If a pre-inspection is not possible, schedule an inspector before you submit the offer.  If we know the offer date is Tuesday, schedule the inspector for Wednesday or Thursday and write the deadline for removing the contingency as the next day (that gives you time to receive and review the report).    A few days is not too bad – the seller probably has a backup offer in the waiting, or at least the other potential buyers haven’t lost interest  in the place after only a few days.

Close of Escrow

Faster is better

Most sellers place some value on a speedy close.  In fact, many sellers have been in the process of “selling” their home for several months before they even came to market.  Interviewing agents, conducting inspections, relocating their household goods, cleaning, staging, and taking photographs can be a lot of work before even the first open house!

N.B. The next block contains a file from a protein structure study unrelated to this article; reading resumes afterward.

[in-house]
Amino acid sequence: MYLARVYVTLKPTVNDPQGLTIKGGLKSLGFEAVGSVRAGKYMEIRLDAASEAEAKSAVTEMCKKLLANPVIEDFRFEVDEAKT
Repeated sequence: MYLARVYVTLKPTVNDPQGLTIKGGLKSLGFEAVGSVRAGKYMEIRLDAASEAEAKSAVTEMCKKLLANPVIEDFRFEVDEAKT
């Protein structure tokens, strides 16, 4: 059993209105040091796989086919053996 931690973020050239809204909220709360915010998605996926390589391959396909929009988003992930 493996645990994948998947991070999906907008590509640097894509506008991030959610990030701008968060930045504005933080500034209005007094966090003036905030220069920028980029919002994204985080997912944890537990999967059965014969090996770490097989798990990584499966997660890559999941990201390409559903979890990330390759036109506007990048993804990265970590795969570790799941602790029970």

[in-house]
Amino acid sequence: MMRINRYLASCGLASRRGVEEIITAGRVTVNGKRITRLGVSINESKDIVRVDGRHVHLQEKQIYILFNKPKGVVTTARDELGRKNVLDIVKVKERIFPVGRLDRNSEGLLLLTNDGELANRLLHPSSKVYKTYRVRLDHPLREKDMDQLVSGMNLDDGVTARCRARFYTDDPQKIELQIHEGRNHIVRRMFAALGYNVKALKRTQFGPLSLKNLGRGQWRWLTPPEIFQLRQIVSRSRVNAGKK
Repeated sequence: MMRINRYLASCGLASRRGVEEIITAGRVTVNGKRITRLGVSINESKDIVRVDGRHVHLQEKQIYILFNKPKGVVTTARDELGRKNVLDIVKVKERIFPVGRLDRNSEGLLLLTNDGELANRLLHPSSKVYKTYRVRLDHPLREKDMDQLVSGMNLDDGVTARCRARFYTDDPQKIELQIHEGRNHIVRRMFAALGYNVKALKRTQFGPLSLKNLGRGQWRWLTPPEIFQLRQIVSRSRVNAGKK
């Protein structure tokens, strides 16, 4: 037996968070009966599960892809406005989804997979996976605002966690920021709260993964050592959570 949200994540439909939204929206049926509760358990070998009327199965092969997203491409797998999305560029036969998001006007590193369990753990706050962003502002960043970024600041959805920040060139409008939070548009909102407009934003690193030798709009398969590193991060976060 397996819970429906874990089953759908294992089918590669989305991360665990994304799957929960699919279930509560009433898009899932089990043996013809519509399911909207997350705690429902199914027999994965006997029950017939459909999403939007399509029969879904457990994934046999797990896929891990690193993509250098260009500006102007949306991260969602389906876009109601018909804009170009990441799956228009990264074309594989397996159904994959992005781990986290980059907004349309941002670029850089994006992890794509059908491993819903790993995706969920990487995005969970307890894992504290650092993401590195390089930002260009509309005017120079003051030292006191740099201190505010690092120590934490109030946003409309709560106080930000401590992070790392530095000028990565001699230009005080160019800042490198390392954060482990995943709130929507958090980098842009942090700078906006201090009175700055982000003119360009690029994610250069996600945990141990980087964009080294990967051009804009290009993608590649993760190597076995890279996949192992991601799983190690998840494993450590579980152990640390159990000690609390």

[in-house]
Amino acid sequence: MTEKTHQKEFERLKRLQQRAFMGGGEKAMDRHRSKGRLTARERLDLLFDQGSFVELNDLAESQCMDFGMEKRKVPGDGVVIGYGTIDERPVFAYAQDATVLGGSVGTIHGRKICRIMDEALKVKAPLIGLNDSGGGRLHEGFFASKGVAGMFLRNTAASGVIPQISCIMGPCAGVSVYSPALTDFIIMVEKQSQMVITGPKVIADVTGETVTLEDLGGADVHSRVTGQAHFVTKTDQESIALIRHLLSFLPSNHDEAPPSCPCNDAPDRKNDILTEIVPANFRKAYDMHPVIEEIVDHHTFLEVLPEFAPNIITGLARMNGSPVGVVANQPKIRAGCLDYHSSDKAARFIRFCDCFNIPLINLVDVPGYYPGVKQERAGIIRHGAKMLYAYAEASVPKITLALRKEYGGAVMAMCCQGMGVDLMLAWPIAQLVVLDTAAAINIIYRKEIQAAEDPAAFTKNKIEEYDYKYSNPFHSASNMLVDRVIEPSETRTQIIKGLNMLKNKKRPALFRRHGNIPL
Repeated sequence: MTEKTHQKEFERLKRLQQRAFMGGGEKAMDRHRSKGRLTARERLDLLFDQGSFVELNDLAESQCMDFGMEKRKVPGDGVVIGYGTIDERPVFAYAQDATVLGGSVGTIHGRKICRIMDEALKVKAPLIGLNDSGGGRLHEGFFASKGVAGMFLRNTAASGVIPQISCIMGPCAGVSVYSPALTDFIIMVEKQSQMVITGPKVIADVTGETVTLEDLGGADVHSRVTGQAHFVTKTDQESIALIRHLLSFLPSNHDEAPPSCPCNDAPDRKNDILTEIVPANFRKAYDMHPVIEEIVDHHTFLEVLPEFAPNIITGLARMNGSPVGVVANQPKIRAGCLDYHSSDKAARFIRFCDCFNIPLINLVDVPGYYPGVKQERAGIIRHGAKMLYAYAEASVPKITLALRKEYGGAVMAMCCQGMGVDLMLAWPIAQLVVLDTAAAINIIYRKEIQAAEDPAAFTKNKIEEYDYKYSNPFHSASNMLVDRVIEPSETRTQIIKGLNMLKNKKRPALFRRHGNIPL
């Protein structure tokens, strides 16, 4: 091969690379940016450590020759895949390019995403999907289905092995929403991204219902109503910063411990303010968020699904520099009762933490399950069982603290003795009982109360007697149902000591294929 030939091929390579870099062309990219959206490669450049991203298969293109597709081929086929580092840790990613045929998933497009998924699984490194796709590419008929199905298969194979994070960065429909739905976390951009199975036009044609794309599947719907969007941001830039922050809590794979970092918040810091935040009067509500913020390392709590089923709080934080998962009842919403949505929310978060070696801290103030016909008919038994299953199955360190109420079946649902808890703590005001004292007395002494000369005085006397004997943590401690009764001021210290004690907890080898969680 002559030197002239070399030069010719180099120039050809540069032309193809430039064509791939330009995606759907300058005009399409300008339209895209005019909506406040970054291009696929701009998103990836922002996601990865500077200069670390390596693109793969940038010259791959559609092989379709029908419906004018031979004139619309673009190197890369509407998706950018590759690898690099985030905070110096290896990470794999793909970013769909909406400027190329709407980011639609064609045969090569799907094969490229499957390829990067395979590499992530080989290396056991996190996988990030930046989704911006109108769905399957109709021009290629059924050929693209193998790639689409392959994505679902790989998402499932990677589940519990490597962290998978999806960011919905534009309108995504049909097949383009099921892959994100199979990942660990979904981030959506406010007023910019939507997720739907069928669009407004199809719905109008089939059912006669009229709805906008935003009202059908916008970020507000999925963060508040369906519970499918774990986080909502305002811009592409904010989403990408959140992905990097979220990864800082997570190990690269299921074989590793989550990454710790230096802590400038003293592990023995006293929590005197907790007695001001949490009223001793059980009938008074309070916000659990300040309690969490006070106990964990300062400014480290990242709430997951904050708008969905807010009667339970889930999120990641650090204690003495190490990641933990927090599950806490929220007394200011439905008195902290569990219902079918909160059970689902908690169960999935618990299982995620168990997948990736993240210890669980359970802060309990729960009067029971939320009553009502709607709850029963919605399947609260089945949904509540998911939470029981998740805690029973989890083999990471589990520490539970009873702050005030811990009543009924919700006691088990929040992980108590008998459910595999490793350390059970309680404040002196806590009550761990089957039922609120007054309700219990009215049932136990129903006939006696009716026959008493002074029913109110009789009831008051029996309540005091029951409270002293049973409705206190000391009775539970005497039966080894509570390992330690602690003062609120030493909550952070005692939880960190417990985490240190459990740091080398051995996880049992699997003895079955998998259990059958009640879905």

Generally speaking, the faster you can close, the better.  Sellers want to get paid quickly, and so do their agents!  There are fewer things that can go wrong if there’s less time for Murphy’s law to kick in.

Two weeks is strong

A 14 day escrow is considered great.  21 days has become the new standard.  25 days or 30 days is not particularly competitive.  Ultra fast is not always better, tho either.  I’ve been in deals with a 10 day escrow, and although it looks good on paper, everything has to work perfectly for a 10 day escrow to go smoothly - more often they’re stressful, hectic and everyone feels rushed - which is not a great position to be in for one of the largest purchases of your life.  It takes about two weeks to do everything properly, in my experience.

Speed of close is one of the weaker leverage points compared to price and contingencies.  If your offer is strong on those points, then a 21 or even 25 day close is probably not going to get you kicked out of contention.


3) Relationships

I used to think the saying “Real Estate is all about relationships” was a bit cliche, but I’ve since become keenly aware that this is exceptionally true.


It pays to be nice